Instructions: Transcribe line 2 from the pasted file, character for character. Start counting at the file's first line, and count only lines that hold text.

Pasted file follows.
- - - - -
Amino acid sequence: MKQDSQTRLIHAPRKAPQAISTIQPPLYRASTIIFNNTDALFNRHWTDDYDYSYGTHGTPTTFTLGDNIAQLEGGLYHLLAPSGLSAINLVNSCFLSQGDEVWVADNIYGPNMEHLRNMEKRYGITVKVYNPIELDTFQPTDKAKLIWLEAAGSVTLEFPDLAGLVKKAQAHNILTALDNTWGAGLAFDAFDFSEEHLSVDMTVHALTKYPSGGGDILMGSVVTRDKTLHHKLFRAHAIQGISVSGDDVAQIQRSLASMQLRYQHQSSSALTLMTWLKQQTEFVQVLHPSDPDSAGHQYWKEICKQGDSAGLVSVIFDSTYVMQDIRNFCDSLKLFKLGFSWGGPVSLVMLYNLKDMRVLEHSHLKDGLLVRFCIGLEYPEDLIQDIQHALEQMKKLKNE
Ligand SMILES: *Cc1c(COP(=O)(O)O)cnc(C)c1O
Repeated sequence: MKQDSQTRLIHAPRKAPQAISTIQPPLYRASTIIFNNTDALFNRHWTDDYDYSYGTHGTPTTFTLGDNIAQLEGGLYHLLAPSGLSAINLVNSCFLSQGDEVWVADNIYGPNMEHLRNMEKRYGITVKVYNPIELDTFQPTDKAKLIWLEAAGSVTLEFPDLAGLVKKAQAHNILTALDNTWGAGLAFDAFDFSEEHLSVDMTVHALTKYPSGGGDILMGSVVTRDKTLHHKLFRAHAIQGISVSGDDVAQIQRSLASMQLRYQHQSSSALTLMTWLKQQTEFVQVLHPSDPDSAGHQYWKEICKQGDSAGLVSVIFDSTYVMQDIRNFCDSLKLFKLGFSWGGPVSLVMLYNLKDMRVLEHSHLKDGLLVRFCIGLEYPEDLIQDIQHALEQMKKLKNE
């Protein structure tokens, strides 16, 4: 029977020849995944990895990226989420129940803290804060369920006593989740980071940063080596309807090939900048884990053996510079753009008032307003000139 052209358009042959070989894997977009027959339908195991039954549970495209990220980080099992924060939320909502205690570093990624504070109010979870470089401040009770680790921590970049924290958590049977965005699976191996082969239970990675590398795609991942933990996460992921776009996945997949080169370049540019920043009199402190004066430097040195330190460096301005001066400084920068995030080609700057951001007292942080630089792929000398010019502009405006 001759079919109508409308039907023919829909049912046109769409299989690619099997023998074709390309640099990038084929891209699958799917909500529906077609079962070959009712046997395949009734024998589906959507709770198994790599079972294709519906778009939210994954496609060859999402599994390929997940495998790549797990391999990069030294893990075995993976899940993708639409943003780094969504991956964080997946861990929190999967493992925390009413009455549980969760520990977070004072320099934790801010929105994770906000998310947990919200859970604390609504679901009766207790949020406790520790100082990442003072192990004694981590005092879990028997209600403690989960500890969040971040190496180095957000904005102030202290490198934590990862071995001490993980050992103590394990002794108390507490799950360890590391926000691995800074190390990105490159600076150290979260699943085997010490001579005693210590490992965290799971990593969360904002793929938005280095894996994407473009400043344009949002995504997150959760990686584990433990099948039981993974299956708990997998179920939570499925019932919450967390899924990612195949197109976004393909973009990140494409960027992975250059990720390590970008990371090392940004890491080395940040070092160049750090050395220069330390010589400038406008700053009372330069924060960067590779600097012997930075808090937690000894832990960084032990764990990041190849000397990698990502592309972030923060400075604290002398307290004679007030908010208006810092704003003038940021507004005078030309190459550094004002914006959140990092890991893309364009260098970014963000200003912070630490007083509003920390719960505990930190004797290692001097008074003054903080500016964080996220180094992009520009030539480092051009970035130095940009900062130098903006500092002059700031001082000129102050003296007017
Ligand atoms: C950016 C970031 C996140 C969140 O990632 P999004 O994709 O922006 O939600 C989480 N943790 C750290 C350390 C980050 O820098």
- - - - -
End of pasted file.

Ligand SMILES: *Cc1c(COP(=O)(O)O)cnc(C)c1O